that which forms a basic matter of thought, discussion, investigation, etc.: a subject of conversation.
a branch of knowledge as a course of study: He studied four subjects in his first year at college.
a motive, cause, or ground: a subject for complaint.
the theme of a sermon, book, story, etc.
the principal melodic motif or phrase in a musical composition, especially in a fugue.
an object, scene, incident, etc., chosen by an artist for representation, or as represented in art.
a person who is under the dominion or rule of a sovereign.
a person who owes allegiance to a government and lives under its protection: Swedish subjects are guaranteed access to equal education in childhood.
Grammar. (in many languages, such as English) one of the two main parts of a sentence, containing a noun or pronoun and all of its modifiers, which generally refers to the one performing an action, experiencing a condition, or being in a state expressed by a verb: for example, Our best employee in Our best employee gave notice, or He in He is still here.: Compare predicate (def. 1).
a person or thing that undergoes or may undergo some action: As a dissenter, he found himself the subject of the group's animosity.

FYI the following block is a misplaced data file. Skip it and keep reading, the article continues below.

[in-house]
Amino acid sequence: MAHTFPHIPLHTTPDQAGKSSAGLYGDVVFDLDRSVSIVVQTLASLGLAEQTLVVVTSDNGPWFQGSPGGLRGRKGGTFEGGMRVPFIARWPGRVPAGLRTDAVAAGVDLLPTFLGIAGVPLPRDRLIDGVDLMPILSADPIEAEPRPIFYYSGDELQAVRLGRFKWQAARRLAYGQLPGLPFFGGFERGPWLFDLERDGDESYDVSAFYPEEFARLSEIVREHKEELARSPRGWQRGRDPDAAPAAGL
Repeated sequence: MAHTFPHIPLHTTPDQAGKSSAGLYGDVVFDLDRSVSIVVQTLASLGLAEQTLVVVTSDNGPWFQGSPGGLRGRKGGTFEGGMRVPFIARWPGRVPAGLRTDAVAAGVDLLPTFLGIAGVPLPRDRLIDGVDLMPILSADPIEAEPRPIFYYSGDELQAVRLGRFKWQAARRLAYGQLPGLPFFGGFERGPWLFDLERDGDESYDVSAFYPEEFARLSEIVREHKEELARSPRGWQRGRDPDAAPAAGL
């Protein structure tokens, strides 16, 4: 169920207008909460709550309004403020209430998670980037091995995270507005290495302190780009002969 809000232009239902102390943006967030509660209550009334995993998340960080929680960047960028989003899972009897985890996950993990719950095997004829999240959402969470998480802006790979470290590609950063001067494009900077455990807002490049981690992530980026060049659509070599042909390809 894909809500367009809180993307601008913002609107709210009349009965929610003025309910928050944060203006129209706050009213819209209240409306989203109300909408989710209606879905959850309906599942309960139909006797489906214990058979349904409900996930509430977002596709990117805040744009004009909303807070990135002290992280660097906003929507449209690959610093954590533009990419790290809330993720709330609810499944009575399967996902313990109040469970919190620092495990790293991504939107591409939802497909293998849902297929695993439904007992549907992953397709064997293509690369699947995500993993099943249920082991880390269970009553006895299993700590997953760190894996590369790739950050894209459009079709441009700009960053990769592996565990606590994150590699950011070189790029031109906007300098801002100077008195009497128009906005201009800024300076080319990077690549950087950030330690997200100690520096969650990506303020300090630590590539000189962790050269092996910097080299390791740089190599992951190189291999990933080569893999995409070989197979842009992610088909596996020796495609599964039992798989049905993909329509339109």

a person or thing under the control or influence of another.
a person as an object of medical, surgical, or psychological treatment or experiment.
a cadaver used for dissection.
Logic. that term of a proposition concerning which the predicate is affirmed or denied.
that which thinks, feels, perceives, intends, etc., as contrasted with the objects of thought, feeling, etc.
the self or ego.
Metaphysics. that in which qualities or attributes inhere; substance.
being under domination, control, or influence (often followed by to).
being under dominion, rule, or authority, as of a sovereign, state, or some governing power; owing allegiance or obedience (often followed by to).
open or exposed (usually followed by to): subject to ridicule.
being dependent or conditional upon something (usually followed by to): His consent is subject to your approval.
being under the necessity of undergoing something (usually followed by to): All beings are subject to death.
liable; prone (usually followed by to): subject to headaches.